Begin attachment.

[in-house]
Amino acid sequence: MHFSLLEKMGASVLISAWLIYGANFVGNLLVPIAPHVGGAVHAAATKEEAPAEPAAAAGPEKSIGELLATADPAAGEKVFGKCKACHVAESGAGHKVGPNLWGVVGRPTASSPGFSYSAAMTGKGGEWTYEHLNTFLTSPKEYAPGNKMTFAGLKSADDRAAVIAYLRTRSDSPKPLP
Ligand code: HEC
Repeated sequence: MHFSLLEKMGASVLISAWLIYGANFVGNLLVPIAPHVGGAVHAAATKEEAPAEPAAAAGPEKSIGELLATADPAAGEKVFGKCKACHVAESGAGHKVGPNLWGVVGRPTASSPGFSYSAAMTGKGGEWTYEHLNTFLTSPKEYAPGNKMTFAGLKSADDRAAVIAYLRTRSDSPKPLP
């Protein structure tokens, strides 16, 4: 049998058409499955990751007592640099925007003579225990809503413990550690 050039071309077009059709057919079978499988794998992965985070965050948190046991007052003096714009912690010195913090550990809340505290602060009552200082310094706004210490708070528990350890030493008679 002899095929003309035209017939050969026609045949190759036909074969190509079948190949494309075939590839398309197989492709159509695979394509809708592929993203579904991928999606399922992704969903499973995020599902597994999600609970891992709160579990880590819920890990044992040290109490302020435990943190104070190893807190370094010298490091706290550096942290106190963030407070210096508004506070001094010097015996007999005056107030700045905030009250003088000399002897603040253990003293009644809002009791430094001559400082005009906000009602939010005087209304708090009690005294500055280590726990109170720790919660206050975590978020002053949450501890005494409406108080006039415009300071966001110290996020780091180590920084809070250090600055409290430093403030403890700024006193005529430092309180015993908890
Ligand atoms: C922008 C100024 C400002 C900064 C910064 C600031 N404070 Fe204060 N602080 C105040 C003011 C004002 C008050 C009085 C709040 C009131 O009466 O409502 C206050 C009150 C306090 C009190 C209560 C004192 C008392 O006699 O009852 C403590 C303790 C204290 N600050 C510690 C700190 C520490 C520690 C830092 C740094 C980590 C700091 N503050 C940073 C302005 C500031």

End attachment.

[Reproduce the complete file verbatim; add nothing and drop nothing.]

[in-house]
Amino acid sequence: MHFSLLEKMGASVLISAWLIYGANFVGNLLVPIAPHVGGAVHAAATKEEAPAEPAAAAGPEKSIGELLATADPAAGEKVFGKCKACHVAESGAGHKVGPNLWGVVGRPTASSPGFSYSAAMTGKGGEWTYEHLNTFLTSPKEYAPGNKMTFAGLKSADDRAAVIAYLRTRSDSPKPLP
Ligand code: HEC
Repeated sequence: MHFSLLEKMGASVLISAWLIYGANFVGNLLVPIAPHVGGAVHAAATKEEAPAEPAAAAGPEKSIGELLATADPAAGEKVFGKCKACHVAESGAGHKVGPNLWGVVGRPTASSPGFSYSAAMTGKGGEWTYEHLNTFLTSPKEYAPGNKMTFAGLKSADDRAAVIAYLRTRSDSPKPLP
């Protein structure tokens, strides 16, 4: 049998058409499955990751007592640099925007003579225990809503413990550690 050039071309077009059709057919079978499988794998992965985070965050948190046991007052003096714009912690010195913090550990809340505290602060009552200082310094706004210490708070528990350890030493008679 002899095929003309035209017939050969026609045949190759036909074969190509079948190949494309075939590839398309197989492709159509695979394509809708592929993203579904991928999606399922992704969903499973995020599902597994999600609970891992709160579990880590819920890990044992040290109490302020435990943190104070190893807190370094010298490091706290550096942290106190963030407070210096508004506070001094010097015996007999005056107030700045905030009250003088000399002897603040253990003293009644809002009791430094001559400082005009906000009602939010005087209304708090009690005294500055280590726990109170720790919660206050975590978020002053949450501890005494409406108080006039415009300071966001110290996020780091180590920084809070250090600055409290430093403030403890700024006193005529430092309180015993908890
Ligand atoms: C922008 C100024 C400002 C900064 C910064 C600031 N404070 Fe204060 N602080 C105040 C003011 C004002 C008050 C009085 C709040 C009131 O009466 O409502 C206050 C009150 C306090 C009190 C209560 C004192 C008392 O006699 O009852 C403590 C303790 C204290 N600050 C510690 C700190 C520490 C520690 C830092 C740094 C980590 C700091 N503050 C940073 C302005 C500031």